You’ve been invited to Hill House by some paranormal researcher you don’t know, your monstrous mother’s finally dead, you’re free to go. You’re haunted too. You’ve been having dreams where you run up and down stairways, out of breath, corridors twist and turn and you’re completely lost, no way to retrace your steps. You quicken your pace and your heart begins to pound. Whispers from the empty elevator shaft are getting louder. Is it your mother, come back from the dead? You peer down into the darkness, swaying on your feet.

     When you accepted the invitation to spend a week with strangers, you were thinking a real haunted house might dispel those dreams and memories. Or maybe you weren’t really thinking, just obeying your instinct to escape now that the door to your cage was open.

Lazlo the Bear was kicked to death one night by three men half his age, but he didn’t let that define him. Instead he swallowed the unfortunate incident whole and washed it down with cider and thick fingers the next morning.

It was unfair, of course: he owed no one. None of that shit, he would tell them, everywhere.  But nothing is fair, his grandmother whispered, and he knew she spoke the truth. For she was sly and strong like him, and hung neatly around his neck.

He didn’t go to the funeral, but he watched. Little robin Lazlo in the bushes: what a joke. Only the strangers came – skulls bared, eyeing him carefully where he hid. The priest spoke tight English sadnesses and knew nothing of him, but his kind heart beat so loudly that it was enough for Lazlo. He left his last tall tale on a hook by the chapel door and slipped out.

So, Lazlo is dead. Those faces at the centre would be so surprised now by his liberties, his open plans, his hollow bones. He should slide through the secure doors and peck at their papers, just so, just to show them. Sign here, sigh there, Lazlo the Swift. (more…)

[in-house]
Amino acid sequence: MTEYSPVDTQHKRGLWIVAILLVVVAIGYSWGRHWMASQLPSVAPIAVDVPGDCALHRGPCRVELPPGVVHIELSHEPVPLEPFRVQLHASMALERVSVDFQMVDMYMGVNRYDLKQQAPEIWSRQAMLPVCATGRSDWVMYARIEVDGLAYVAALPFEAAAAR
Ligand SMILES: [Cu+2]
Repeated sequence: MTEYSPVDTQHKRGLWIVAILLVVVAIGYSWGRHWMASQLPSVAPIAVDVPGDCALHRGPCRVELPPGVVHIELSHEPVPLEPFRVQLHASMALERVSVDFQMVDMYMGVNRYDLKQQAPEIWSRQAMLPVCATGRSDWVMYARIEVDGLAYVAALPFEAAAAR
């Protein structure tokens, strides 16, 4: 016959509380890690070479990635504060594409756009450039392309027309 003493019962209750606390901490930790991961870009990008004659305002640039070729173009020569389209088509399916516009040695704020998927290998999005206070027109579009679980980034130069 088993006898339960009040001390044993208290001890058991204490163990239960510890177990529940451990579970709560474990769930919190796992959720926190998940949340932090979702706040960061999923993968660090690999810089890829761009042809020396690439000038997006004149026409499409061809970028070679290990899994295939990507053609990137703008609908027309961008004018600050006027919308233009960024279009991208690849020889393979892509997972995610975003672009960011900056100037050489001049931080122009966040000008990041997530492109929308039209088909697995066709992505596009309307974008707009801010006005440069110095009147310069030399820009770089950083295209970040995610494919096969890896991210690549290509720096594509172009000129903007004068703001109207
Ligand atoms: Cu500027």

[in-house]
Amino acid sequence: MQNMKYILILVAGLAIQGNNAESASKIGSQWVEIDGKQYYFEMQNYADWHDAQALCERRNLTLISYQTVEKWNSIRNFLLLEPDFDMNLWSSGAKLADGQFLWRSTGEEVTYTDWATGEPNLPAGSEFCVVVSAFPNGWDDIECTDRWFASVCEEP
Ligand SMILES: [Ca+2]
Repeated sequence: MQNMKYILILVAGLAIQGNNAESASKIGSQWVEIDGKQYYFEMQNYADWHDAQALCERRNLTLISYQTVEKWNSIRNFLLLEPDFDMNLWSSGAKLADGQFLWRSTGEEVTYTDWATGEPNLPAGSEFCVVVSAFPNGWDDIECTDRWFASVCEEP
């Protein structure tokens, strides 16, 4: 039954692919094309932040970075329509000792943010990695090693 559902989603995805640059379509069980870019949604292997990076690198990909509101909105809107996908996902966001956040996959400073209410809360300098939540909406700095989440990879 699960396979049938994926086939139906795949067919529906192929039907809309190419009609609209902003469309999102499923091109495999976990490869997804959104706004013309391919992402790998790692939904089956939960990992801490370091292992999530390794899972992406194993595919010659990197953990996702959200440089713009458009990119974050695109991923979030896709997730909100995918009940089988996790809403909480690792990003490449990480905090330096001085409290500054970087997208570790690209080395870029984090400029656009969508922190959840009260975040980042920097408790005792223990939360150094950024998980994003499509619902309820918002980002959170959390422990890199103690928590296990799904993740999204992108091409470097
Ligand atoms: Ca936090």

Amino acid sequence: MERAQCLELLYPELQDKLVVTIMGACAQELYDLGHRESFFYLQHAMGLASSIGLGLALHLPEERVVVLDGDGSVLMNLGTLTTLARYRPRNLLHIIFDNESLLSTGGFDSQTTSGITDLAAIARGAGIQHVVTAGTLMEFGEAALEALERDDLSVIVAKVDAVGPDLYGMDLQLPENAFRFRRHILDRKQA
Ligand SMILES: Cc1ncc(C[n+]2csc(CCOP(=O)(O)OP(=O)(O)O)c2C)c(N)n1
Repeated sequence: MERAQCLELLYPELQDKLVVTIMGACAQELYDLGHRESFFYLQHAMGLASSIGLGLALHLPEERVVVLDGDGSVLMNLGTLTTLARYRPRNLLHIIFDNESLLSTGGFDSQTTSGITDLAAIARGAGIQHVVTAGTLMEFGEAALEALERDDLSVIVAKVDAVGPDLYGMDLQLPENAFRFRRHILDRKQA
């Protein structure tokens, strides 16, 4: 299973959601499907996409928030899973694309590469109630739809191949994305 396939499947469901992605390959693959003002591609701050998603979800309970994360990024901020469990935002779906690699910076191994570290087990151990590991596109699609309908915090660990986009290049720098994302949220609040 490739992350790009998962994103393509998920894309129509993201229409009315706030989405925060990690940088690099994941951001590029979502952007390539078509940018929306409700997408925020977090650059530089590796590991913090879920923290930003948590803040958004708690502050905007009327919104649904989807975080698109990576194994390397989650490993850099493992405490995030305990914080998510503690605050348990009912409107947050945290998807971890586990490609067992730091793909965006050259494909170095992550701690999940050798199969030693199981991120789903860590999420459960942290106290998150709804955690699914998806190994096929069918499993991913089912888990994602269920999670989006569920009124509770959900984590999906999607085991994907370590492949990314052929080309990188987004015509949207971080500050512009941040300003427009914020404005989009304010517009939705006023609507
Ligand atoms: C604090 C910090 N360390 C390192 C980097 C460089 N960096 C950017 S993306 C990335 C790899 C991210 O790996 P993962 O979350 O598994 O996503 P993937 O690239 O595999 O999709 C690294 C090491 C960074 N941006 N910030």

Teresa, you have one new match on Tinder.

     For all the fucking good that’ll do, says you. You’ve one new match on Tinder, your screen blinking under the glare of too-bright sunlight as you expire alone in the foothills of the San Jacinto, midsummer Californian heat haze melting you into nothing. What a world, indeed. Dying of dehydration is among the worst ways to go out, up there with drowning, (which’s ironic, really). When they find you, you’ll still be yourself, just without the water weight. Skin clinging to the bone underneath it, thin, almost transparent. “Withered”, Teresa, is the word you’re looking for.

     Teresa who cares what word you’re looking for when you’re as good as dead. And worse, unable to meet your new Tinder match. She’s an Irish ex-pat, too, you two would have so much in common already. Well, maybe she’ll come to your funeral. She can spend the rest of her J1 holiday mentioning how she matched on Tinder with the girl who got lost in the desert, and sure Jesus isn’t it awful altogether. That’s how you’ll be remembered, Teresa.

     The bottle on the table between them is almost empty. As soon as the man consumes his cigarette down to the filter, he lights another. His hand trembles so that the ash spills onto his fine woolen coat.

     In contrast to the coat, his face is unshaven, the skin dry, the hair unkempt. His bloodshot gaze darts about incessantly, settling hungrily on the woman before flitting away again.

     He’s there again, he says, indicating slightly with the cigarette.

     Instead of looking behind her, the woman stares at his yellowed fingers. Her face is compassionate, although, just for an instant, her mouth twists.

     After dinner the conversation swings around to Myers-Briggs. Me I’m an ENTP, says the host. I’m an ISFJ, says the hostess. Is she ever, says the host. One of their friends says, that sounds about right. I could have guessed, she says.

     The others are unfamiliar with the personality test so the three explain. How there are four categories and in each you’re either one or the other. Introverted (I) or Extroverted (E). Sensory (S) or Intuitive (N). Thinking (T) or Feeling (F). Judging (J) or Perceiving (P).

     One woman looks at her husband and says, well it’s sure no secret what you are. What the hell’s that supposed to mean, he says.

     A suggestion is made that everyone take the test and all of them are into it except for one man opposed to the idea. One of the guests pulls out his phone, calls up one of the many personality indicator tests on the internet, reads aloud the questions. The hostess gets paper and pencils for everyone so they can write down their answers. This is way better than charades, someone says.

I catch my breath when I see the spangled curtain of the night sky. When did I last see stars? With the vicious smog I’d almost forgotten they exist. I want to stand still, stare up, but it’s not safe. I must get back.